Friday, February 17, 2012

Oscar-nominated Documentary Short Films

The Oscar-nominated short films are playing in select cities around the country. In New York I saw them at the IFC Center in Greenwich Village. Due to licensing issues, God Is the Bigger Elvis did not play in this program.

In the last decade or so documentary feature films have grown more and more to resemble narrative films. Not only are they often more professionally made than many documentaries were before, but they push a strong narrative quality that I imagine is a reflection of the need to compete at the theatrical box office with fictional films. Often they feel bloated, overblown and overlong. But what I discovered in experiencing the Oscar-nominated short films programs is that documentary short films are where really interesting work – in terms of both subject matter and style – is still being done.


Incident in New Baghdad from director James Spione is a lean 22 minutes long and feels like one of those short documentaries I used to see on HBO that would come on between a TV series and a feature film. You might remember the Wikileaks video that surfaced a couple years back that showed footage from an American helicopter as it opened fire on armed men on the ground, destroying a black van and injuring two small children in the process. This film is less about that incident than it is about Ethan McCord, one of the first infantrymen to arrive on the scene after the carnage. McCord went to Iraq with the belief that he was there to do good and help the Iraqi people. He is now an outspoken advocate for getting American troops out of Iraq. His experience completely changed his views. The film features McCord’s own disturbing photographs on the ground of the dead bodies and the injured children.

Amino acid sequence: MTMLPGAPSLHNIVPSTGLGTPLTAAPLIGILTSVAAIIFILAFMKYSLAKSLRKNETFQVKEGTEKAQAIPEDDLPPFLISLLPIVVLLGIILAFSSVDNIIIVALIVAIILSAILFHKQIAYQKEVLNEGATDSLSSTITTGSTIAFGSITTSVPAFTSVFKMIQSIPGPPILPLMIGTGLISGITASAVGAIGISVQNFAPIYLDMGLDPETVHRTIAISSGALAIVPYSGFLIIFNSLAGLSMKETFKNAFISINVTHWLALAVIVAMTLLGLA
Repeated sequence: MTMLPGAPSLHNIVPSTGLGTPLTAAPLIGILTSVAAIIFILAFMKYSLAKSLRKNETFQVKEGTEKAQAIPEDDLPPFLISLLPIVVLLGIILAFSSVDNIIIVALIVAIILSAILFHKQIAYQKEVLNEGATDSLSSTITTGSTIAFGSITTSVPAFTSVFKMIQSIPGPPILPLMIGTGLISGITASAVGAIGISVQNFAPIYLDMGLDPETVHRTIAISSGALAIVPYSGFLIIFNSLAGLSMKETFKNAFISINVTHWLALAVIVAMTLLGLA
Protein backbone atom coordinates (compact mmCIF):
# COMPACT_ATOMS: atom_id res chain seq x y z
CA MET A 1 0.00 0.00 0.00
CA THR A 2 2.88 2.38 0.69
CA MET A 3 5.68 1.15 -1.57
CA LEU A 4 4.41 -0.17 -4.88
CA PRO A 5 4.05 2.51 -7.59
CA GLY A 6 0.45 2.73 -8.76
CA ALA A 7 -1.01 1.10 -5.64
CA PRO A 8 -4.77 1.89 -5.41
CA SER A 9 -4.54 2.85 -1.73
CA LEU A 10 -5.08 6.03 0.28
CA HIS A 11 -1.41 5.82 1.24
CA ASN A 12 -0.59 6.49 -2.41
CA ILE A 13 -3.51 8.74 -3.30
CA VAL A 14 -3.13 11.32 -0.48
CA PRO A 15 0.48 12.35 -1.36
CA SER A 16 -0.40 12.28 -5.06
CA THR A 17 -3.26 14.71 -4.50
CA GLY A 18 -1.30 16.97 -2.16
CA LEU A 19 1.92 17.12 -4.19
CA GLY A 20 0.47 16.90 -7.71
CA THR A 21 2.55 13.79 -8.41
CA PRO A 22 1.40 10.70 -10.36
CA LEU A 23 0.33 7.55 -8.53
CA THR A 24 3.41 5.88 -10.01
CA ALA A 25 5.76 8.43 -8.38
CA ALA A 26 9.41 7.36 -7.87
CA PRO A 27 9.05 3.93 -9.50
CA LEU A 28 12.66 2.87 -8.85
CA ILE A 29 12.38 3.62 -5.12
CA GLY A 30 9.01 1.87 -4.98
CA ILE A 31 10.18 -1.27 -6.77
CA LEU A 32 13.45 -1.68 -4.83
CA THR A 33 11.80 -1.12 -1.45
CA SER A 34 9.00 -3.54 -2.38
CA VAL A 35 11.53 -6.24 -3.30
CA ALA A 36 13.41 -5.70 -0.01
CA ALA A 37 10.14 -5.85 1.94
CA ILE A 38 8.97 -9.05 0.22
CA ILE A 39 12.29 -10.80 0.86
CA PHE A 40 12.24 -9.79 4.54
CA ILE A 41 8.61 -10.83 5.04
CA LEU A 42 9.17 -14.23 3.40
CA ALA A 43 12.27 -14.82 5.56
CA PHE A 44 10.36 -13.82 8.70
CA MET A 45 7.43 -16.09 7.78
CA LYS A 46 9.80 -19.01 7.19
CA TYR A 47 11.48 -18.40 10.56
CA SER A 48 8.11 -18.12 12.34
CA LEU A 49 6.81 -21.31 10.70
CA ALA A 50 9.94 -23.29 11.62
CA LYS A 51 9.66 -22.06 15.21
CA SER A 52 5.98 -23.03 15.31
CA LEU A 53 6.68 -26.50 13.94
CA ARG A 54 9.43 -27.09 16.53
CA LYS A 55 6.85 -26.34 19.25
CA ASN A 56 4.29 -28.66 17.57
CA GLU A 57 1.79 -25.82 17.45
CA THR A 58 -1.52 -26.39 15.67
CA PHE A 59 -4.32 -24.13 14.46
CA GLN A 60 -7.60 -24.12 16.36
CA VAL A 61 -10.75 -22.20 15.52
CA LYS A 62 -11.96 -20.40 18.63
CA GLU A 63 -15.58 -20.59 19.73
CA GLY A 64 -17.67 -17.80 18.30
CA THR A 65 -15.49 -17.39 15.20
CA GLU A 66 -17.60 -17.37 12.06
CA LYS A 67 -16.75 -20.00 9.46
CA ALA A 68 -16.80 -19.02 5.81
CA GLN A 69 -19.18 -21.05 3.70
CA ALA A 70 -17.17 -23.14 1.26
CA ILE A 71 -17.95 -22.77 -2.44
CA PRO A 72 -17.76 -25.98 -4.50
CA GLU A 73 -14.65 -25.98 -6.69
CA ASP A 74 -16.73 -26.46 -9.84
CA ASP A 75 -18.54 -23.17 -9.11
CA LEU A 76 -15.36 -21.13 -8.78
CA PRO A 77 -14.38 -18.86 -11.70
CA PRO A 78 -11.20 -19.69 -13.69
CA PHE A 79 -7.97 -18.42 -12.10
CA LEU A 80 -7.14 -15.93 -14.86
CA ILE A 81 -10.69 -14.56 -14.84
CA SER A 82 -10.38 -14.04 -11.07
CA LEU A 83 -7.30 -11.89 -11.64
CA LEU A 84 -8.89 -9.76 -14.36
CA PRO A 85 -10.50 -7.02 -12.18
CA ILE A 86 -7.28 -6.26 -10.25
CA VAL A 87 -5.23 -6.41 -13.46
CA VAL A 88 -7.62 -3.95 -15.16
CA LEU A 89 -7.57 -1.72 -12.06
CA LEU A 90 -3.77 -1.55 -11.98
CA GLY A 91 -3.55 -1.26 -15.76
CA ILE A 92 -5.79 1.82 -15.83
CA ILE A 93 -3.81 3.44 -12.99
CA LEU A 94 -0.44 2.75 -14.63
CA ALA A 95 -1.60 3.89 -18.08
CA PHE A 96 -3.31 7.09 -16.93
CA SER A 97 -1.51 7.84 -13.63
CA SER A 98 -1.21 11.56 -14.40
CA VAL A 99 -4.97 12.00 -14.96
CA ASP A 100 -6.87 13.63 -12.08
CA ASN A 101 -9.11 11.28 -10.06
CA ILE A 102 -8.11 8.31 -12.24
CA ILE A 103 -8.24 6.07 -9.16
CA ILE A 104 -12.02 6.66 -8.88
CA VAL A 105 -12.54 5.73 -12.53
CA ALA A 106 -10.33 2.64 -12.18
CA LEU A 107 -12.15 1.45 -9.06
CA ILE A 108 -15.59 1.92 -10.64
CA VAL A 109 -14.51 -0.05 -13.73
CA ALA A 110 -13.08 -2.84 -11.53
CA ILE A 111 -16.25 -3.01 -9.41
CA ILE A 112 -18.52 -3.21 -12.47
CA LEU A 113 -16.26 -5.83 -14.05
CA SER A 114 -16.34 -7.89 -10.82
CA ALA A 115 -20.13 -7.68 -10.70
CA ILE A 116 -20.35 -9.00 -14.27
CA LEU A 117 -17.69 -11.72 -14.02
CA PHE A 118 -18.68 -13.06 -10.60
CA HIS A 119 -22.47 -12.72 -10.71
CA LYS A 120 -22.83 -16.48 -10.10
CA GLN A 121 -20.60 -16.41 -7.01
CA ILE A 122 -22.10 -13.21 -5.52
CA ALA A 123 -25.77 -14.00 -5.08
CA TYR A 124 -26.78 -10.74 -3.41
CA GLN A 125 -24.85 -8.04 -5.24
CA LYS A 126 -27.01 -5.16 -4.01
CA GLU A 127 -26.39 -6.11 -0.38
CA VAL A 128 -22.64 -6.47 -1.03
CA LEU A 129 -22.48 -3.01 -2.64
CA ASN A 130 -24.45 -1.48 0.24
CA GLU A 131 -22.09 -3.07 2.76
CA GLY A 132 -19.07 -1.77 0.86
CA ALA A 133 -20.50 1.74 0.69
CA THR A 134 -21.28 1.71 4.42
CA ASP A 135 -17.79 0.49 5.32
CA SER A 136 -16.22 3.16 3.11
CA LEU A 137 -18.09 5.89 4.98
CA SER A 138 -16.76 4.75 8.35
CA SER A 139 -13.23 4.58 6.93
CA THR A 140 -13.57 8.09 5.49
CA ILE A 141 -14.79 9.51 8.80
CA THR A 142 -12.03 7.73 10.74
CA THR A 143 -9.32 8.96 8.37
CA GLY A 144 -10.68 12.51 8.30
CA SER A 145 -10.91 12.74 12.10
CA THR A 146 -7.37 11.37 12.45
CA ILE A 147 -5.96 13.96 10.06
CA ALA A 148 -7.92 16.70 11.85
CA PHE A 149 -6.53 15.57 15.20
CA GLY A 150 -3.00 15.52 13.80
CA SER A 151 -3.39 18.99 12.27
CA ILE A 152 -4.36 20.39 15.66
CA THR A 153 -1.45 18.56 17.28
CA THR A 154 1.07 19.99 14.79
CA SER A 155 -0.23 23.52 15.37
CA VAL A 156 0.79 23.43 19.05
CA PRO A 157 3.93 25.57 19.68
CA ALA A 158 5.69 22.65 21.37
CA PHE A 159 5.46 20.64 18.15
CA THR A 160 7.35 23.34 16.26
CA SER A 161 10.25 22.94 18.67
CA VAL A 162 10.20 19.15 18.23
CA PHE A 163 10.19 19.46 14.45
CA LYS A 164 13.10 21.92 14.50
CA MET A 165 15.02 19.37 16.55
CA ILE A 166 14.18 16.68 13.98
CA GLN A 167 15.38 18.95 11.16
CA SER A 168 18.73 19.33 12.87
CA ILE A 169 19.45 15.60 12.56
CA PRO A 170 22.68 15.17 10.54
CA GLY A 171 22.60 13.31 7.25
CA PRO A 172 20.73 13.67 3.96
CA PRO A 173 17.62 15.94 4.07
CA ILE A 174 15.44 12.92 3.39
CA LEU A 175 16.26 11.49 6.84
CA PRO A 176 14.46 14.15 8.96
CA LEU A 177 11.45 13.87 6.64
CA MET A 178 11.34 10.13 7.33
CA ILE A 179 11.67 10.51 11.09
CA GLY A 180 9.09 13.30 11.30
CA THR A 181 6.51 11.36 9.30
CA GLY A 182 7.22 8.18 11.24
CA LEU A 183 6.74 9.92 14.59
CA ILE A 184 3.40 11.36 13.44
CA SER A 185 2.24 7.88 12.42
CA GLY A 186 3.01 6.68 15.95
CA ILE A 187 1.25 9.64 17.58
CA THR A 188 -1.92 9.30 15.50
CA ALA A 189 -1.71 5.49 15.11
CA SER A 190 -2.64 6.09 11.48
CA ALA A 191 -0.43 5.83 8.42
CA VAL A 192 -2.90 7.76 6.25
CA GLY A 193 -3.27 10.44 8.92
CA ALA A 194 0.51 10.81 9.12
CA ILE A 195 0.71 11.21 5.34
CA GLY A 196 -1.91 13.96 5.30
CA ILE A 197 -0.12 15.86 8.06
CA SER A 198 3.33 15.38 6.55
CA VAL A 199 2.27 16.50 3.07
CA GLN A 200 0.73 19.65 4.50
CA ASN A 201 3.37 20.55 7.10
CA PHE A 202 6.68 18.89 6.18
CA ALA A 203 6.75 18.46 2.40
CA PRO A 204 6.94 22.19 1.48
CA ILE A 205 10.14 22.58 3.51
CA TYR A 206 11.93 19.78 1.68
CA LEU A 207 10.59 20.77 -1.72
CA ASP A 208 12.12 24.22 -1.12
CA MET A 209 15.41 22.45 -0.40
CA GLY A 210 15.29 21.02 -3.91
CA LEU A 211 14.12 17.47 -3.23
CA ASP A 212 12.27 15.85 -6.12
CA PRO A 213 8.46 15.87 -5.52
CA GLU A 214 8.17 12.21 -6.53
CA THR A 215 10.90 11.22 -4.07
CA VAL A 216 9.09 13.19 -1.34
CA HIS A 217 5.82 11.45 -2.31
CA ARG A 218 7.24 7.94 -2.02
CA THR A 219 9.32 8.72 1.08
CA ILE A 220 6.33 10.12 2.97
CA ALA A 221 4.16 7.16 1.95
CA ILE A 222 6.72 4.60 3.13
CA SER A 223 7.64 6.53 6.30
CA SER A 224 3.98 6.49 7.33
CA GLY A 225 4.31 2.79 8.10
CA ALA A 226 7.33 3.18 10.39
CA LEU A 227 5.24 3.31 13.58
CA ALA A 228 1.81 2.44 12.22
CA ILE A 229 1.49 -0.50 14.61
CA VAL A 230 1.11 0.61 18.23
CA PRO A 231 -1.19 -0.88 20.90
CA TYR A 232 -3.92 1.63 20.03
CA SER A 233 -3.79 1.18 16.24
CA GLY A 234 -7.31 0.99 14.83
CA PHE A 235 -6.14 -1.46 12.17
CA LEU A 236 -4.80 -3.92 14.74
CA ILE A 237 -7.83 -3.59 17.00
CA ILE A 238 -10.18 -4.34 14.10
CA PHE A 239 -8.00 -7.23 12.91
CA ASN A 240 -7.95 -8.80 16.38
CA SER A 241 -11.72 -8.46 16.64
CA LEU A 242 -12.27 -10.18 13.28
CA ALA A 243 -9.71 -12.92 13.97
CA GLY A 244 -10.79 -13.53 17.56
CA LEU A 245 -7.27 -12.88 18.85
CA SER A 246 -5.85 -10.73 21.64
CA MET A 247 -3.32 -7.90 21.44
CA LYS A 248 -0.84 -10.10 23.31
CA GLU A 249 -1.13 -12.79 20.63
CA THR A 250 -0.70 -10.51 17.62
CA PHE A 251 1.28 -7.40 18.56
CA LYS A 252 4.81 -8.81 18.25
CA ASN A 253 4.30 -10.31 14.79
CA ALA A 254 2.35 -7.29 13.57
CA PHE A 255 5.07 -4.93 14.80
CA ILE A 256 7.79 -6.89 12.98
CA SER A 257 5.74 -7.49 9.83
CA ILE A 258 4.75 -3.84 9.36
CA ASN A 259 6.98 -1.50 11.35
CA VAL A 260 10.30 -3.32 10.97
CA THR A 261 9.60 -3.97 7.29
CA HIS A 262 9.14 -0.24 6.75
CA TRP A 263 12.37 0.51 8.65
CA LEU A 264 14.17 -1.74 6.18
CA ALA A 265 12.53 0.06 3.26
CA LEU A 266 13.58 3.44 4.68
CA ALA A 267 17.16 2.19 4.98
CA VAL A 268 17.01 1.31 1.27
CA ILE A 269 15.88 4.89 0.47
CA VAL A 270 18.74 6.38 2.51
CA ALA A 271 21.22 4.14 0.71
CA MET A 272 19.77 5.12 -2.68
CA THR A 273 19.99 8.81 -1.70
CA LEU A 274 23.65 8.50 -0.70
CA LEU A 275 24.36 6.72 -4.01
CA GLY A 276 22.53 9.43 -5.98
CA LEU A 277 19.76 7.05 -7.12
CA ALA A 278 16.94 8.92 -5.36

I think this would have been a much more interesting documentary had it spent more time on McCord’s personal problems with PTSD and the military’s refusal to come to terms with it as a real affliction and less time on what happened in a street skirmish in the middle of a chaotic war. This is not to mitigate in any way what soldiers go through, but this documentary didn’t teach me anything I didn’t already know about the experience of war: it’s terrible and terrifying; soldiers have an existential struggle for survival; it causes terrible destruction of human beings. The movie didn’t do enough to convince me that this incident is reason enough to call off the whole thing.

Much more powerful and moving was Saving Face by Daniel Junge and Sharmeen Obaid-Chinoy about women who are the victims of acid attacks in Pakistan. It principally focuses on the stories of two women, although many more are featured briefly and still hundreds more remain in the shadows. The first woman, Zakia, had acid thrown in her face by her husband, whom she claims is a drug addict and alcoholic and committed his act of barbarism after she didn’t have any money to give him to support his habit. While in police custody he claims some random man threw acid on her. The other woman is a 25-year old who is ostracized and castigated by her husband’s entire family, who all took part in burning her face with acid, dousing her with gasoline and lighting her on fire. Because she had nowhere else to go, she apologized to them to make amends so she could continue living there. I can’t imagine a worse horror. To top it off, they bricked up the doorway to her quarters so she has no access to her daughter and she’s pregnant again. Her husband and his family claim she is crazy and threw gasoline on herself and accidentally lit herself aflame with a nearby candle. We also hear brief stories such as that of a 13-year old girl who rebuffed the advances of her school teacher who responded by throwing acid in her face. There are many more like this to go around.